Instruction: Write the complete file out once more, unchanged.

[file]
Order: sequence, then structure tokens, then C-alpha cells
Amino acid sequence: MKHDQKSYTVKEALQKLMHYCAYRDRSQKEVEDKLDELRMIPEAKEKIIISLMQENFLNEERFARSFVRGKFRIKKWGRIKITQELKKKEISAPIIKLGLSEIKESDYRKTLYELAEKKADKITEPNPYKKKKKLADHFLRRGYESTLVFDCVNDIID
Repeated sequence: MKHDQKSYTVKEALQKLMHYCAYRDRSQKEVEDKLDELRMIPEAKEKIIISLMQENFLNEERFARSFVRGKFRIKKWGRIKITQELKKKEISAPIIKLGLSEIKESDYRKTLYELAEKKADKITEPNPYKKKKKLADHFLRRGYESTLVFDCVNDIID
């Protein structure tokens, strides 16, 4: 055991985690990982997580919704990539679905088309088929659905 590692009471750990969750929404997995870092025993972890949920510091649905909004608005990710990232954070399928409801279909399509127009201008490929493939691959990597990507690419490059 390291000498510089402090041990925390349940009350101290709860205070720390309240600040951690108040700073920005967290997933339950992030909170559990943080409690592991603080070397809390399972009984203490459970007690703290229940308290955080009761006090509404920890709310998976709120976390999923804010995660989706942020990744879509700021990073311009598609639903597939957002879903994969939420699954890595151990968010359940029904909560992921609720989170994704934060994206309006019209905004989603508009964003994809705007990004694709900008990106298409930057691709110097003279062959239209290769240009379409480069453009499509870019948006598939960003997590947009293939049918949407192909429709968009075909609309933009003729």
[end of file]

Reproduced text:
Order: sequence, then structure tokens, then C-alpha cells
Amino acid sequence: MKHDQKSYTVKEALQKLMHYCAYRDRSQKEVEDKLDELRMIPEAKEKIIISLMQENFLNEERFARSFVRGKFRIKKWGRIKITQELKKKEISAPIIKLGLSEIKESDYRKTLYELAEKKADKITEPNPYKKKKKLADHFLRRGYESTLVFDCVNDIID
Repeated sequence: MKHDQKSYTVKEALQKLMHYCAYRDRSQKEVEDKLDELRMIPEAKEKIIISLMQENFLNEERFARSFVRGKFRIKKWGRIKITQELKKKEISAPIIKLGLSEIKESDYRKTLYELAEKKADKITEPNPYKKKKKLADHFLRRGYESTLVFDCVNDIID
């Protein structure tokens, strides 16, 4: 055991985690990982997580919704990539679905088309088929659905 590692009471750990969750929404997995870092025993972890949920510091649905909004608005990710990232954070399928409801279909399509127009201008490929493939691959990597990507690419490059 390291000498510089402090041990925390349940009350101290709860205070720390309240600040951690108040700073920005967290997933339950992030909170559990943080409690592991603080070397809390399972009984203490459970007690703290229940308290955080009761006090509404920890709310998976709120976390999923804010995660989706942020990744879509700021990073311009598609639903597939957002879903994969939420699954890595151990968010359940029904909560992921609720989170994704934060994206309006019209905004989603508009964003994809705007990004694709900008990106298409930057691709110097003279062959239209290769240009379409480069453009499509870019948006598939960003997590947009293939049918949407192909429709968009075909609309933009003729």